Perka v The Queen (1984) provides a summary on the nature, basis and limitations on the defence of necessity: (1) the defence of necessity could be conceptualized as either a justification or an excuse; (2) it should be recognized in Canada as an excuse, operating by virtue of s. 7(3) of the Criminal Code; (3) necessity as an excuse implies no vindication of the deeds of the actor; (4) the criterion is the moral involuntariness of the wrongful action; (5) this involvement is measured on the basis of society's expectation of appropriate and normal resistance to pressure; (6) negligence or involvement in criminal or immoral activity does not disentitle the actor to the excuse of necessity; (7) actions or circumstances which indicate that the wrongful deed was not truly involuntary do disentitle; (8) the existence of a reasonable legal alternative similarly disentitles; to be involuntary the act must be inevitable, unavoidable and afford no reasonable opportunity for an alternative course of action that does not involve a breach of the law; (9) the defence only applies in circumstances of imminent risk where the action was taken to avoid a direct and immediate peril; (10) where the accused places before the court sufficient evidence to raise the issue, the onus is on the Crown to meet it beyond a reasonable doubt.

More recently, in R v Kerr, 2004 SCC 44, [2004] 2 SCR 371 the defence of necessity was made out and the accused acquitted, where an inmate stabbed to death a fellow inmate after being threatened with his life. The Supreme Court of Canada restore the acquittal from trial on the basis that the accused "had a reasonable belief that the circumstances afforded him no legal way out" and the lethal attack he sought to avoid outweighed his breach of s. 88(1) (at para 96). Justice Binnie dissented in this case as he disagreed with applying necessity as he decided the accused had a double intention of carrying the knife (at para 85) as a defence tool and as a more general and regular purpose of carrying a knife.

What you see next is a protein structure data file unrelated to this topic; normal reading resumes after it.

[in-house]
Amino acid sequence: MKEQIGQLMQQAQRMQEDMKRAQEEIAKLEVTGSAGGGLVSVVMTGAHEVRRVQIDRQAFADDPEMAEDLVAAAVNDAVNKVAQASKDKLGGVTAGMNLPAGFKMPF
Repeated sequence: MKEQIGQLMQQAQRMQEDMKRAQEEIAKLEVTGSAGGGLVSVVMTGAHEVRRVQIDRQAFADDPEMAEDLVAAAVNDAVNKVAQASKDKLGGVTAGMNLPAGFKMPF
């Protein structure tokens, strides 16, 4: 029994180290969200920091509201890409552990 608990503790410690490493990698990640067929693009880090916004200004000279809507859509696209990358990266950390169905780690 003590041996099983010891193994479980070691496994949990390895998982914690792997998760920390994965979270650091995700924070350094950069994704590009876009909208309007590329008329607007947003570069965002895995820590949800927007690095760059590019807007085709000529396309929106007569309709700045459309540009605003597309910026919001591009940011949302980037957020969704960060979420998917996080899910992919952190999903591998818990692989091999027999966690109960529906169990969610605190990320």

In R. v Bridges (1989), 48 C.C.C. (3d) 535, 61 D.L.R. (4th) 12 (B.C.S.C), the defence of necessity was not made out to an accused charged with contempt of court for a violation of a court order against interfering with an abortion clinic. The defence is available when wrongful acts are committed under pressure in which no reasonable person could withstand. In these circumstances, reasonable person could withstand the pressure to defy the court order and thus, the accused's honest belief that abortion was immoral does not change this fact. This decision was upheld at the British Columbia Court of Appeal R. v Bridges (1990), 62 C.C.C. (3d) 455, 78 D.L.R. (4th) 529 (B.C.C.A)